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Children Of Uncertain Sex Offered New Hope

Date:
July 23, 2007
Source:
University of Queensland
Summary:
An Australian researcher offers hope to children born with sexually ambiguous genitalia and other sexual development conditions. "It is usually the first question new parents are asked -- is it a boy or a girl?" the Professor said.
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Professor Peter Koopman, from UQ's Institute for Molecular Bioscience (IMB) has received the GlaxoSmithKline Australia Award for Research Excellence that offers hope to children born with sexually ambiguous genitalia and other sexual development conditions.

“It is usually the first question new parents are asked – is it a boy or a girl?" Professor Koopman said.

"But when it is not possible to determine a baby's sex it is upsetting for families and raises questions about whether to assign a gender immediately or wait until a child gets older.

“These conditions are common, almost always traumatic for the families involved and require significant healthcare resources through corrective surgery, hormone therapy, psychological support and other related treatments.”

Following his discovery of SRY, a gene which sets an embryo down the pathway of male development, Professor Koopman has been working to understand the complex developmental networks within the gonads that tell cells whether to become sperm or eggs. It is believed that these signals going awry may be a trigger for testicular cancer.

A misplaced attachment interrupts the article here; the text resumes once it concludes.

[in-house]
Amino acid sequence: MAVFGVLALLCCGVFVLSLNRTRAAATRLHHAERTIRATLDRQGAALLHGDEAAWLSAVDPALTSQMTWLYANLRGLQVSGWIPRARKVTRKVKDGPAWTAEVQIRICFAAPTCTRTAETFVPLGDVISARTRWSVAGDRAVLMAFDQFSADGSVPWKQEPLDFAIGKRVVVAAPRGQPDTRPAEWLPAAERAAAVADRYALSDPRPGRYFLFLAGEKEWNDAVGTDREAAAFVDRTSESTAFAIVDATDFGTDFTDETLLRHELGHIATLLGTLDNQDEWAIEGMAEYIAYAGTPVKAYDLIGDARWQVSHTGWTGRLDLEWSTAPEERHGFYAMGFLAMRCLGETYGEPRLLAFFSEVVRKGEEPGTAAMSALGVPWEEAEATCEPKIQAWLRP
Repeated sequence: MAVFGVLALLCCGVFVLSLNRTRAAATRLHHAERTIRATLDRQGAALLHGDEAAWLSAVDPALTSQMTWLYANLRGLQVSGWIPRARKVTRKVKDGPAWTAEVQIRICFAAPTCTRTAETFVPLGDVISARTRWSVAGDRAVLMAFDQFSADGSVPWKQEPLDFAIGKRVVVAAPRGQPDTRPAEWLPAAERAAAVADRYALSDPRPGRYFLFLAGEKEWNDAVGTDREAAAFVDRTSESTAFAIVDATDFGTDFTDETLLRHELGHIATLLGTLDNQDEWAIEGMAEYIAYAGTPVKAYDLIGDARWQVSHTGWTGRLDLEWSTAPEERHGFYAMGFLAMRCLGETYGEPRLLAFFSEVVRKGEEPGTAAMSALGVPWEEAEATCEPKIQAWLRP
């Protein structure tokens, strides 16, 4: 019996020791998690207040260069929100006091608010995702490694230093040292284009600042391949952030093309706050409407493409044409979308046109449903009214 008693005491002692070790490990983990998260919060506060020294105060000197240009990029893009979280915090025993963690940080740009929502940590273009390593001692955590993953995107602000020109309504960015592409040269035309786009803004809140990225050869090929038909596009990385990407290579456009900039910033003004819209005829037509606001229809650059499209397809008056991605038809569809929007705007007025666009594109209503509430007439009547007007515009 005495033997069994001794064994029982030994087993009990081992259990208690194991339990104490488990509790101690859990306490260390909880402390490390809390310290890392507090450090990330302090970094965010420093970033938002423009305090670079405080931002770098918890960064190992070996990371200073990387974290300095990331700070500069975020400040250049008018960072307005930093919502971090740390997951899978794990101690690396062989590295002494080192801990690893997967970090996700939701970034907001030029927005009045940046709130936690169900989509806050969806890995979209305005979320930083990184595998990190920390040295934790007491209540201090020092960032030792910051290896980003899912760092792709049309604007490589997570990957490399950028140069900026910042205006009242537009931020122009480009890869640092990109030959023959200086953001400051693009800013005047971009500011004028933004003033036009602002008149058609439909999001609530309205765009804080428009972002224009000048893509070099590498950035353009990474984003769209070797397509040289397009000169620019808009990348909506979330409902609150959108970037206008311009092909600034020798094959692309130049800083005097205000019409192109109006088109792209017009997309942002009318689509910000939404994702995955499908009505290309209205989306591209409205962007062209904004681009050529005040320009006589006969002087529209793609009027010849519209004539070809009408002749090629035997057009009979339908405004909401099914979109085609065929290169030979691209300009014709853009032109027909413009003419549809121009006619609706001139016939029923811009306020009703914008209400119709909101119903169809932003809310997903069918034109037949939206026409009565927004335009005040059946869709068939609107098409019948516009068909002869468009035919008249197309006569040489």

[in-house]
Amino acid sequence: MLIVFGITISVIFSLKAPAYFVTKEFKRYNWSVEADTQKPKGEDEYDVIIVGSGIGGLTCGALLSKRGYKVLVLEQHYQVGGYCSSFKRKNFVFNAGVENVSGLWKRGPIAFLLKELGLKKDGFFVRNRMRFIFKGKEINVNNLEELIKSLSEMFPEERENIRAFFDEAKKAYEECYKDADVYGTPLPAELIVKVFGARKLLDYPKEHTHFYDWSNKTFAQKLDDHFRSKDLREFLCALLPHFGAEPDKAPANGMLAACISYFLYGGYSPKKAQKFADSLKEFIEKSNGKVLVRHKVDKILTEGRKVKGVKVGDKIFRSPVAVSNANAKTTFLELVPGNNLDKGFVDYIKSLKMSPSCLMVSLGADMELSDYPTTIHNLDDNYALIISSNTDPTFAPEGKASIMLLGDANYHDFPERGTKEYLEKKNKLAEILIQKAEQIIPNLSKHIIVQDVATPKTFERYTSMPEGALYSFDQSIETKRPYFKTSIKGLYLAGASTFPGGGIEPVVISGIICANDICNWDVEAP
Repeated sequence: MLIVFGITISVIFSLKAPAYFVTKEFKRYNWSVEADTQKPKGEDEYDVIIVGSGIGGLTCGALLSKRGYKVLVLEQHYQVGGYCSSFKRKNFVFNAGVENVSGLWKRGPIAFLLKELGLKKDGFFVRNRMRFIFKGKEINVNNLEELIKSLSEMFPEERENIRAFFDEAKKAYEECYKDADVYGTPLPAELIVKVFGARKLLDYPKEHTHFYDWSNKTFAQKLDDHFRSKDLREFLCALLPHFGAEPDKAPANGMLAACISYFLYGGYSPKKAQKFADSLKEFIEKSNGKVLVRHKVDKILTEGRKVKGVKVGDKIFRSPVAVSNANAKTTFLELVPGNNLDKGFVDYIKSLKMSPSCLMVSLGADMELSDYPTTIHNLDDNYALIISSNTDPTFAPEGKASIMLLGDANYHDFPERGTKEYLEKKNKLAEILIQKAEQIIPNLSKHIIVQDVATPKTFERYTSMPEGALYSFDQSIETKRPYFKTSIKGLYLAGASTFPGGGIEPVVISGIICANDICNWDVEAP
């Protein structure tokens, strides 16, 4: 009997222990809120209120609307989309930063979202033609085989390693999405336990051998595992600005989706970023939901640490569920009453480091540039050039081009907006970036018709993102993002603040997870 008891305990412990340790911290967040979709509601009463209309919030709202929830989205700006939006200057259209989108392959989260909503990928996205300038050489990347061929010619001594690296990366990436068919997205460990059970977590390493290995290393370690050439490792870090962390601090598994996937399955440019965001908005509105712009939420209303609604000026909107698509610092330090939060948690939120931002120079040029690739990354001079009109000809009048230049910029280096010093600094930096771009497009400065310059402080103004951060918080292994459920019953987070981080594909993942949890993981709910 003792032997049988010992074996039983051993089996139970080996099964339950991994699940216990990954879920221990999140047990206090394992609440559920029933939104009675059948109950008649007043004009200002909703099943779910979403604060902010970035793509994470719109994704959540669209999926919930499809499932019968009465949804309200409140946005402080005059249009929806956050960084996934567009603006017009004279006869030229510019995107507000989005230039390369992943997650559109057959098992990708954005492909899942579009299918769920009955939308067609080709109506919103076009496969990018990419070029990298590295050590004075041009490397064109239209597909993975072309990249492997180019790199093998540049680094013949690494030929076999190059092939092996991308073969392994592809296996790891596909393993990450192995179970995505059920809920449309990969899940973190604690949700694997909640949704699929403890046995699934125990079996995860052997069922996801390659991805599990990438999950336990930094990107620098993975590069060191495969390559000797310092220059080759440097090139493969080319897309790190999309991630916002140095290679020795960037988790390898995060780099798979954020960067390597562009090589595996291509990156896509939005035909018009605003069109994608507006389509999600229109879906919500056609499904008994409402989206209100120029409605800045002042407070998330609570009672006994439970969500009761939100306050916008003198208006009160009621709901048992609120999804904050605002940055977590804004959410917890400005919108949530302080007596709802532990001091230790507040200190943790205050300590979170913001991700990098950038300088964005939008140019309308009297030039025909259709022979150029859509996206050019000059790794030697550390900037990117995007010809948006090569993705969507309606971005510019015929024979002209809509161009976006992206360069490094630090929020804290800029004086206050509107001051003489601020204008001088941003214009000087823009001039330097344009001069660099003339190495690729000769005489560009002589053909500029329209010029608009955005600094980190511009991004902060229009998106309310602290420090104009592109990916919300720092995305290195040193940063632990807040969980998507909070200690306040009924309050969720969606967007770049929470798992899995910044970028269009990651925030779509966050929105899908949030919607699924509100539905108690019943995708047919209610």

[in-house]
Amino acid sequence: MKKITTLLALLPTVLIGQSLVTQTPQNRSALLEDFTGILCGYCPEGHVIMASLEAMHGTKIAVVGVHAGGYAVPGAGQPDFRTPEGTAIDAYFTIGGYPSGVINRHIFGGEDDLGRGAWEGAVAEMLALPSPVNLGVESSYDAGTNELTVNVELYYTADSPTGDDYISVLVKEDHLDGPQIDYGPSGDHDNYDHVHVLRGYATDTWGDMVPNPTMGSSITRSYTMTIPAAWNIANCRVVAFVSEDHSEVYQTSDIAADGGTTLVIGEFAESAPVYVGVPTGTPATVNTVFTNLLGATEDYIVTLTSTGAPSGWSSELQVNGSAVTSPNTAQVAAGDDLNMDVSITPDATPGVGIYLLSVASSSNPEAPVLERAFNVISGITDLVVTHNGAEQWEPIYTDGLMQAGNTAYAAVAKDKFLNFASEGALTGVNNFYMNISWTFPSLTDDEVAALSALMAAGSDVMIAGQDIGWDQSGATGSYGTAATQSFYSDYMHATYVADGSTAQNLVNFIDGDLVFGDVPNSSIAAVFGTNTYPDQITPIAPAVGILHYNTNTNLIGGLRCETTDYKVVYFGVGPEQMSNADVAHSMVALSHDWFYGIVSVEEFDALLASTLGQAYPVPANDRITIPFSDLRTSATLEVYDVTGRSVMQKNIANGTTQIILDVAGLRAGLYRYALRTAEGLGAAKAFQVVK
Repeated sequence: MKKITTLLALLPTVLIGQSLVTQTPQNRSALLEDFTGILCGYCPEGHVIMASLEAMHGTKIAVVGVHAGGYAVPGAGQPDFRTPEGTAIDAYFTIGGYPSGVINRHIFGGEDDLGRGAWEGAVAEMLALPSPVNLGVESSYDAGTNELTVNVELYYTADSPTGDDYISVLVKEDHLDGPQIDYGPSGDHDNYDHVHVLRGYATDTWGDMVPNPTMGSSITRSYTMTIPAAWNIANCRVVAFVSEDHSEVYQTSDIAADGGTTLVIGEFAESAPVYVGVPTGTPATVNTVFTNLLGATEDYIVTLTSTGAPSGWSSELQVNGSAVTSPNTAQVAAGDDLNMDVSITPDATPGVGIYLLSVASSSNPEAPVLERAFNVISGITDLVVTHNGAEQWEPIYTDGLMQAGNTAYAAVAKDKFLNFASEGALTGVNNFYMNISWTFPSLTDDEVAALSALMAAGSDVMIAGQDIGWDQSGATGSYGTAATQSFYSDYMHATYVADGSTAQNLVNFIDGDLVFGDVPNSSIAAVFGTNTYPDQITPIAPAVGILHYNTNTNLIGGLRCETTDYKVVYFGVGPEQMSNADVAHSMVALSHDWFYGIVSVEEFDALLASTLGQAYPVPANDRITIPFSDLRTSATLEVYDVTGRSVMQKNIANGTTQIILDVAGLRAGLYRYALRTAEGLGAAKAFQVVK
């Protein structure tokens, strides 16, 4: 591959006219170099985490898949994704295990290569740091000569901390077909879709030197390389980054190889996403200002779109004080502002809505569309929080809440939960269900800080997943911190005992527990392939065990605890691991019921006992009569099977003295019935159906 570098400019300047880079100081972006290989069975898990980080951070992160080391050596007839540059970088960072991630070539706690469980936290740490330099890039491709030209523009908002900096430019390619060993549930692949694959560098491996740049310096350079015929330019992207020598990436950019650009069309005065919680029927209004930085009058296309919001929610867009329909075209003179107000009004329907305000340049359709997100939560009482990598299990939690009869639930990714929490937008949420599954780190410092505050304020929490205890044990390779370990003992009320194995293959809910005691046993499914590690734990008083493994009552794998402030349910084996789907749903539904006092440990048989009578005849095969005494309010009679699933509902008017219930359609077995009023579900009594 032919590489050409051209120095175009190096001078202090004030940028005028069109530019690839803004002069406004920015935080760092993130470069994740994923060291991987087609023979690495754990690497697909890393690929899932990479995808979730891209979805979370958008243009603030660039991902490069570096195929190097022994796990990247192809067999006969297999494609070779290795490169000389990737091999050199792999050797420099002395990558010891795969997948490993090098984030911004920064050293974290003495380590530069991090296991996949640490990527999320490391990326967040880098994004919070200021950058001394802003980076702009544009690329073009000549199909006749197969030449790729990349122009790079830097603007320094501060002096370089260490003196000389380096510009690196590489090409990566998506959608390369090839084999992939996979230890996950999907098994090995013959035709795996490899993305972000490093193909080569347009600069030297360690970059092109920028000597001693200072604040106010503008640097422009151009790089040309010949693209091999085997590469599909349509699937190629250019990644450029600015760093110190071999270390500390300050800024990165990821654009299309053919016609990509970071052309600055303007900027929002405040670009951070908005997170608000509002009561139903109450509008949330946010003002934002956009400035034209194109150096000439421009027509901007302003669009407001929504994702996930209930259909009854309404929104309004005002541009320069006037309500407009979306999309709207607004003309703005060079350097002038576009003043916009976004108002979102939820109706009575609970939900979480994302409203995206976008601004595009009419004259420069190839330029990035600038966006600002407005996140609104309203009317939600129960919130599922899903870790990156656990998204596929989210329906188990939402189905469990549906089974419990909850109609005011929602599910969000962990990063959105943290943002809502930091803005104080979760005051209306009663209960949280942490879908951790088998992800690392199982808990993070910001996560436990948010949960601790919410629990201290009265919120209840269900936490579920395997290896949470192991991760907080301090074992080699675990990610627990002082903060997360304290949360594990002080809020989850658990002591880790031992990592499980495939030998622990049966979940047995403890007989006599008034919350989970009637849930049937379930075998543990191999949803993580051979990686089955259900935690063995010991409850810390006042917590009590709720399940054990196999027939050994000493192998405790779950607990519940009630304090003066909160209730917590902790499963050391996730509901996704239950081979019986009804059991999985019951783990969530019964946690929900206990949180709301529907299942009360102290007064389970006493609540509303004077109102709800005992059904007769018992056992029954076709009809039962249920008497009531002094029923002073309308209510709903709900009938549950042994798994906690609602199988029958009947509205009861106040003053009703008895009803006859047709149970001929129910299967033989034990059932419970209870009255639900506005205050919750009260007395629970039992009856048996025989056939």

“My work is essentially a study of how testes or ovaries develop in the embryo. The genetic controls that underpin development are complex and the pathway often breaks down, which can result in a broad spectrum of intersex conditions including a child of uncertain sex,” Professor Koopman said.

Identifying the genes involved in this process and understanding how they work is the first step in understanding what happens when the process breaks down.

Future challenges for Professor Koopman and his team include searching for other genes important for male sex determination and testis development and learning more about the development of the ovaries.

Although Professor Koopman was honoured to receive the Award, he said it was other factors that spurred on his research efforts.

“A major motivator for me is to be involved in work that makes a real difference to people's lives," he said.

"Research is a painstaking process but the belief that my work will benefit people is what keeps me so passionate about it. It is an honour that these efforts are to be acknowledged by way of such a prestigious award.”


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Materials provided by University of Queensland. Note: Content may be edited for style and length.


Cite This Page:

University of Queensland. "Children Of Uncertain Sex Offered New Hope." ScienceDaily. ScienceDaily, 23 July 2007. <www.sciencedaily.com/releases/2007/07/070719191501.htm>.
University of Queensland. (2007, July 23). Children Of Uncertain Sex Offered New Hope. ScienceDaily. Retrieved May 23, 2017 from www.sciencedaily.com/releases/2007/07/070719191501.htm
University of Queensland. "Children Of Uncertain Sex Offered New Hope." ScienceDaily. www.sciencedaily.com/releases/2007/07/070719191501.htm (accessed May 23, 2017).

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